Juneteenth, 2020

T.E. ZeriBy T.E. Zeri      July 10, 2020

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Juneteenth, 2020
Monica Salazer and Friend pose w/ Breonna Taylor poster donated by local artists, @Africansniper and @ernestoyerena for attendees to take. Photos by Eleanor Zeri

“Nobody’s Free until Everyone is free” -Fannie Lou Hammer

Juneteenth, June 19, symbolizes the liberation of Black Americans, and is the day for them to reflect on the oppressive systems that still exist. According to Frederick Douglas, June 19th is, “what to the slave is the Fourth of July.”
Painting donated by local artist to NoHo4BLM in support of Juneteenth.
On that day in 1776, the U.S. declared itself an independent and free nation but it did not include freedom for everyone. When the emancipation proclamation came into effect in 1863 (87 years later), it did not instantly free slaves. It took two years for the news of freedom to reach everyone.

On June 19, 1865, Union soldiers arrived in Galveston, Texas to deliver the news that the Civil War was over and slavery was abolished. Juneteenth is the holiday that honors the freedom of 250,000 people across Texas.
Photo by Eleanor Zeri
On June 19, 2020 in NoHo, many people showed up to celebrate. In a park setting, people showed up wearing masks, chairs out, signs up, blankets down, and love in their hearts. Most mingled with people they never knew before. It was a well-organized celebration with dancers, key-note speakers, live music, DJ’d music, free-food, games, arts, selling of black lives matter t-shirts, and more food.

Two organizations put this day together and acquired the funding: The Valley of Change and North Hollywood “4” Black Lives Matter (BLM). One of the NoHo BLM leaders, Cosby Siringi, declared through blaring speakers, “This is not a sprint, this is a marathon…look at all the goodness that has come from this. Choke holds are illegal; racist statues and monuments are being taken down; Ella Jones is the first black mayor in Ferguson: Instead of adding to the budget, Mayor Garcetti took 500 million from; one of the three officers who shot Breonna Taylor was charged. But…there is still so much to do.”
A digital creative in the Entertainment business comes out to celebrate Juneteenth with own t-shirt
An interracial couple, white husband and his black wife, Shayla, separately spoke to the crowd about the future they seek. Shayla declared that love can move us to do a number of things. “Love moves us to be heroic and noble,” she said. It is what brought us here to today to celebrate and stand together for our fallen soldiers who stood for freedom.” She said she sees a world where monuments read, “Victory and justice prevail. Her powerful voice asks if the crowd believes in this world too and, if so, “you have to fight for it; you have to vote for it!”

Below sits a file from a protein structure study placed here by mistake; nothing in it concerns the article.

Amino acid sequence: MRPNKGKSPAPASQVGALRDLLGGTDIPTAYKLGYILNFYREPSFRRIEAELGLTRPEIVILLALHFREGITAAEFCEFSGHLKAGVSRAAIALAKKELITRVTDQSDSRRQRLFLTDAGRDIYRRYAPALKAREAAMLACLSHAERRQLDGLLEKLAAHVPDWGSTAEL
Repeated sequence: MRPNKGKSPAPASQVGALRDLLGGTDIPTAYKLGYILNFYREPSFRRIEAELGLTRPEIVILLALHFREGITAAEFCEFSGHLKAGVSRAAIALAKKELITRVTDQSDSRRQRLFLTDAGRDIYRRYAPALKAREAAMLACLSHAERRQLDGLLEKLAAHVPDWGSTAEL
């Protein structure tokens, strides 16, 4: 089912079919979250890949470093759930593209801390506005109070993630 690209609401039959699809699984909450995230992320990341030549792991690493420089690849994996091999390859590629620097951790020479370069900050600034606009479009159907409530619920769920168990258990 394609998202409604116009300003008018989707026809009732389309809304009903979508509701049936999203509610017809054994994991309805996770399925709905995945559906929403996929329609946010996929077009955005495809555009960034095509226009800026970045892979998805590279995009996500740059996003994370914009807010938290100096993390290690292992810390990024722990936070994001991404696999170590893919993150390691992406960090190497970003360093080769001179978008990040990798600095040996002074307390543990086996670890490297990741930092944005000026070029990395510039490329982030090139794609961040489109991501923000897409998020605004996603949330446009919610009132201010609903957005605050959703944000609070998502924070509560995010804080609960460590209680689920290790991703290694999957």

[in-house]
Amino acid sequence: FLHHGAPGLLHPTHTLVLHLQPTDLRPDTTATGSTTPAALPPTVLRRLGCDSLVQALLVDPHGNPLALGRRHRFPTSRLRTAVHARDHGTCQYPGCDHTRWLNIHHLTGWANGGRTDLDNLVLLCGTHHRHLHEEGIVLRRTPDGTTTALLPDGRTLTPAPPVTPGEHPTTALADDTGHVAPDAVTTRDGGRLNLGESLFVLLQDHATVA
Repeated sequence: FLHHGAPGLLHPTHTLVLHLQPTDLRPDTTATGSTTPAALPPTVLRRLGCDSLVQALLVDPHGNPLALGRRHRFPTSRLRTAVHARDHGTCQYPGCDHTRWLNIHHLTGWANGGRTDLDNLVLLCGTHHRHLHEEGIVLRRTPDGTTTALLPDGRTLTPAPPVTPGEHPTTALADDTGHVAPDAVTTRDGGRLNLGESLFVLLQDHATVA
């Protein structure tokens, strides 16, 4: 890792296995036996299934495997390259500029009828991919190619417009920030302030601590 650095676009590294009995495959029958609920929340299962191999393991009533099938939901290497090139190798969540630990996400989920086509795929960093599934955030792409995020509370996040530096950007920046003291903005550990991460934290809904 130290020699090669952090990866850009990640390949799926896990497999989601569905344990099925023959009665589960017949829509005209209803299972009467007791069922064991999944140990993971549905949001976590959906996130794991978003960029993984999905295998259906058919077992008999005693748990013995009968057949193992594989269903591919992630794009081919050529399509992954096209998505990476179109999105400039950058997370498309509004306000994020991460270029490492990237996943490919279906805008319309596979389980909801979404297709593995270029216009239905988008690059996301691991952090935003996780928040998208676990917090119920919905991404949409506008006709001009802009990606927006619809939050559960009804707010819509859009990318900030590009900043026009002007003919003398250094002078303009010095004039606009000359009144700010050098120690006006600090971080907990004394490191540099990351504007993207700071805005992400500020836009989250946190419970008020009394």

Unnamed ball dance lip-sinking and dancing for crowd for Beyonce.
Her husband tells the crowd what it’s like to have a black queen and says, “My purpose in all this is to be a light of love and healing, to guarantee the lives of my children…equal opportunity.” He quotes his wife, “Human life is of the utmost importance; it cannot be debated or argued… let this year be a year of clarity of how institutions marginalize, ostracize, trivialize, and economically paralyze our black communities.”

The end of the celebration was nothing if not the most inspirational of the day. Trans-gendered women and gay men delivered speeches of their experiences growing up as black men, as gay men, as trans women. Calypso talked about what it was like to be young a black kid in Hollywood. “I added color to the screen,” as he recounted how agents were openly discriminating.
Gatherers join-in, forming a large dance ensemble
As a transgendered woman, Calypso faced more adversity, yet found community at the “Balls.” In a 1990 documentary, Paris is Burning, filmed by Jennie Levingston, it chronicles the ball culture in New York City and the African-American, Latino, gay, and transgender communities involved in it during the 1980s ( IMDB). At the balls, groups from each house compete in elaborate balls that take cues from the world of fashion. Speeches were followed by dancing: the crowd erupted and rejoiced, people were screaming.
T.E. Zeri

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